Pakistan has been under fire from terrorist threat for a while now; operations have been underway to eliminate terrorism from our soil but despite strong efforts, we have not been able to eradicate terrorism completely.
A recent case is that of Noreen Laghari, an MBBS student, who had been missing from Hyderabad for two months. After investigation, police and agencies claim that she has joined the Daesh group. It raises the question what is influencing this shocking phenomenon, why would a MBBS student leave her profound degree to join a terrorist group? Noreen Laghari is not alone; there are many women across the world fleeing to join probably the deadliest terrorist organisation in the world ie ISIS.
According to the book ‘The undercover Jihadi Bride by Anna Errele’, there is an online world full of ISIS recruiters over social media that lure young girls into their web by prying on their weaknesses and insecurities, showing them a heavenly world on the other side.
It is likely that Noreen Laghari has fallen victim to one of these recruiters. According to ISPR reports, Noreen and fellow terrorists – one of whom has been killed – have been arrested in efforts to thwart a potential attack on a church on Easter Sunday. She has confessed to the crime, leaveing many of us confused as to why a girl with such potential would fall in such a trap.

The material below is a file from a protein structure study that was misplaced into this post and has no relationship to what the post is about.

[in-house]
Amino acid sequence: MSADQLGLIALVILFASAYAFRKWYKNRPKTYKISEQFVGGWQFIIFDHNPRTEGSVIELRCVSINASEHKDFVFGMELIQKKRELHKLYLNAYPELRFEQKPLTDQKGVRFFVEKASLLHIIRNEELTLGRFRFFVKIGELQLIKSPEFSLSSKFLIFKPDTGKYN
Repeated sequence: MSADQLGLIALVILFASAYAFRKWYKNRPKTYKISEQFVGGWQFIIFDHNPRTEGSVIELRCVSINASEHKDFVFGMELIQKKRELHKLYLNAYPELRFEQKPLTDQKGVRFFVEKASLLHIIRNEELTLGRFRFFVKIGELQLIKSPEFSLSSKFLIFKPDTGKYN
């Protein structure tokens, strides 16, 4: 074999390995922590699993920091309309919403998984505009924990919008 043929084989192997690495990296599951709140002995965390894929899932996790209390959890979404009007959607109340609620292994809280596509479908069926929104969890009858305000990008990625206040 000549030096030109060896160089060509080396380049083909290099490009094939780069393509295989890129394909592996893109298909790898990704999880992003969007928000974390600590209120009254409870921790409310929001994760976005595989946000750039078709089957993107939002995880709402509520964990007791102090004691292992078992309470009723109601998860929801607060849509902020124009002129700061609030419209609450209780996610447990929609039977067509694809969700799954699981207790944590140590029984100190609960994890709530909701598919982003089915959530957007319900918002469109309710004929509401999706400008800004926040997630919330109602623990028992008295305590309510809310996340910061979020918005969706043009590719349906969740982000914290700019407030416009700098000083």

She went missing in 2010 and upon reaching Syria she messaged her to inform her brother that she had reached the land of the caliphate. Vice Chancellor of Liaquat University of Medical and Health Sciences is confident that Laghari was approached by an ISIS recruiter online. He states “we don’t think that she was approached by anyone within the university. We believe that she was contacted through social media…”
The recruitment of women into ISIS has been growing in the western world where women have been promised empowerment, the joys of family life, a loving husband, children, and anything else the recruiter may feel will assist in alluring them. Such cases are also on the rise in Pakistan.
Had Noreen been successful in her attempt to cause destruction at the Easter celebrations she would have been Pakistan’s first female suicide bomber, officially at least. It is likely that she had been brainwashed by an online recruiter promising her heaven and what not but the question which arises is how many more women similar to Noreen are out there?